Still a mountain to climb? Benchmarks of learning mobility in the European Union
The further cooperation in education has been an important target of the European Union within the last decades. In 2009, the EU council adopted the strategic framework for European cooperation in education and training (ET 2000) and set four new strategic goals for the period till 2020. One of them was to "make […] learner mobility a reality"; in other words to increase the proportion of – mainly young - European citizen who are learning abroad.
The Erasmus+-programme is the European Union's main policy instrument for achieving this objective – but how can it be assessed whether the objectives have really been achieved in 2020? For this purpose, the EU council introduced two benchmarks in 2011:
- 20 % of the higher education graduates should have gained experiences in higher education abroad, equivalent to at least 15 ECTS credit points or 3 months.
- An EU average of 6 % of the 18 to 34 year-olds with an initial vocational education and training qualification should have had a training period of at least two weeks or also shorter if documented in the Europass.
In November 2018, the European Commission published a report assessing the current state of the benchmarks, focused on the first of the two indicators. This benchmark includes two types of mobility: Degree mobility, addressing students who obtained their tertiary education level degree in a country different from the country of the secondary level degree and credit mobility, referring to tertiary level graduates, who spent a time of their tertiary level education aboard (at least 3 months or 15 ECTS credits).
With data from the academic year 2015/16 both types of mobility were captured for different types of graduates (ISCED levels 5, 6, 7 and 8) and different EU member states. However, some of the EU member state couldn't provide data on some kinds of mobility, e.g. Poland or Ireland, which relatives the results. Here are some key results of the inquiry:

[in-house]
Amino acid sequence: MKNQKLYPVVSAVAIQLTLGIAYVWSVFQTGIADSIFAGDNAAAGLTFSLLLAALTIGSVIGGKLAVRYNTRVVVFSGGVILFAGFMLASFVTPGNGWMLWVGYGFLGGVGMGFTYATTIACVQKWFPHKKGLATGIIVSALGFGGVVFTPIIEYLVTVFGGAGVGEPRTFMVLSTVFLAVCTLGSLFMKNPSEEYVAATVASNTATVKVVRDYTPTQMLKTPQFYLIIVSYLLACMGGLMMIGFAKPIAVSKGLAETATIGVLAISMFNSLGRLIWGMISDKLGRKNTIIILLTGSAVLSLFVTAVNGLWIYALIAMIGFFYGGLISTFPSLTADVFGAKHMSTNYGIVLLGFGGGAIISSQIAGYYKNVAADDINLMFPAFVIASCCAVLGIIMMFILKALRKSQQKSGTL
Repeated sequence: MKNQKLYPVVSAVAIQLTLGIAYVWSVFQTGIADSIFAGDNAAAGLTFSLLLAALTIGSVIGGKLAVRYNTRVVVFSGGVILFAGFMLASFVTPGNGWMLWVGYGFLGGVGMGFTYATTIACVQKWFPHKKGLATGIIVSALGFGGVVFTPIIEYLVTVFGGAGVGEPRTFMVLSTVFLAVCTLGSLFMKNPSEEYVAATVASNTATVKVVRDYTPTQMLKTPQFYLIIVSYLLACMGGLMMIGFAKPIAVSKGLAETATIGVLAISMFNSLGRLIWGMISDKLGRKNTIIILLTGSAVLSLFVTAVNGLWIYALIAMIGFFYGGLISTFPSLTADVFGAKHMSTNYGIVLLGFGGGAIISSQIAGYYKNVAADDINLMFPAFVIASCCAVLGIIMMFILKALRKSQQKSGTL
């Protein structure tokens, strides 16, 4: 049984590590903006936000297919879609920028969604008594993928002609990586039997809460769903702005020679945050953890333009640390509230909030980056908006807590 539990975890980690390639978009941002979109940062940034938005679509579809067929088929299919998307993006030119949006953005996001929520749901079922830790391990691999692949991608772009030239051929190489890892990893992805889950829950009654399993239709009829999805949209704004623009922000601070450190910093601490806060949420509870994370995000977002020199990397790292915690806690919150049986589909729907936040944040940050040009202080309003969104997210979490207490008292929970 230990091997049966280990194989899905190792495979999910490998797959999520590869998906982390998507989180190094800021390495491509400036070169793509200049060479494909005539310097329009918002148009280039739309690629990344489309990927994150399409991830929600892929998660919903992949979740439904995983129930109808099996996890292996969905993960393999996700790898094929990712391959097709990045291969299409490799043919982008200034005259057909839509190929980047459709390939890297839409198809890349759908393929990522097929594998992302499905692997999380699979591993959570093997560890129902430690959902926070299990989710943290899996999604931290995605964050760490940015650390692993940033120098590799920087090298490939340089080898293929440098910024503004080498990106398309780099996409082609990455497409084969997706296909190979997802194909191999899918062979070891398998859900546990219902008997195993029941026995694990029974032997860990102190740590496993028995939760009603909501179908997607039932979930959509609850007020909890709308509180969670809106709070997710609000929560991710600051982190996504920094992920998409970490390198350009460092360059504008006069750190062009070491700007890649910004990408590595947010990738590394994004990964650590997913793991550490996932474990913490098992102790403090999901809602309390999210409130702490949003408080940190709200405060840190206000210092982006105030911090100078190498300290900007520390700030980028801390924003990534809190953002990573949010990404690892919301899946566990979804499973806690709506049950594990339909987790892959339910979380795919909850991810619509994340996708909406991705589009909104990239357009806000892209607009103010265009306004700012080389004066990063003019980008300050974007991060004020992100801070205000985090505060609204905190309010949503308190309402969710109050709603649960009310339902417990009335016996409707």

- In total 10.7 percent of all high education graduates within the EU were mobile learners – still considerable far away from the intended 20%.
- Credit mobility (7.6 percent) was much more common than degree mobility (3.1 percent)
- The most learning mobility occurred within ISCED-7-level studies (master or equivalent) with 14.7 percent of the graduates being mobile learners.
- Only two countries already reached the 20-percent-goal: Luxembourg (84.4 %) and the Netherlands (23.2%)
While the report highlights that the overall result of 10.7 percent "might be underestimating the real phenomenon since the available data currently provide only an incomplete picture", it also shows, that many parts of Europe were still considerable far away from the targets four years before they wanted to reach them.
Meanwhile, the second benchmark hasn't been estimated on European level yet and only single results on national level are available. For example, the National agency at the Federal Institute for Vocational Education in Germany announced in February 2019, that 6.3% of the graduates of an initial vocational education had been mobile learners. Thus, the second benchmark was reached in the case of Germany.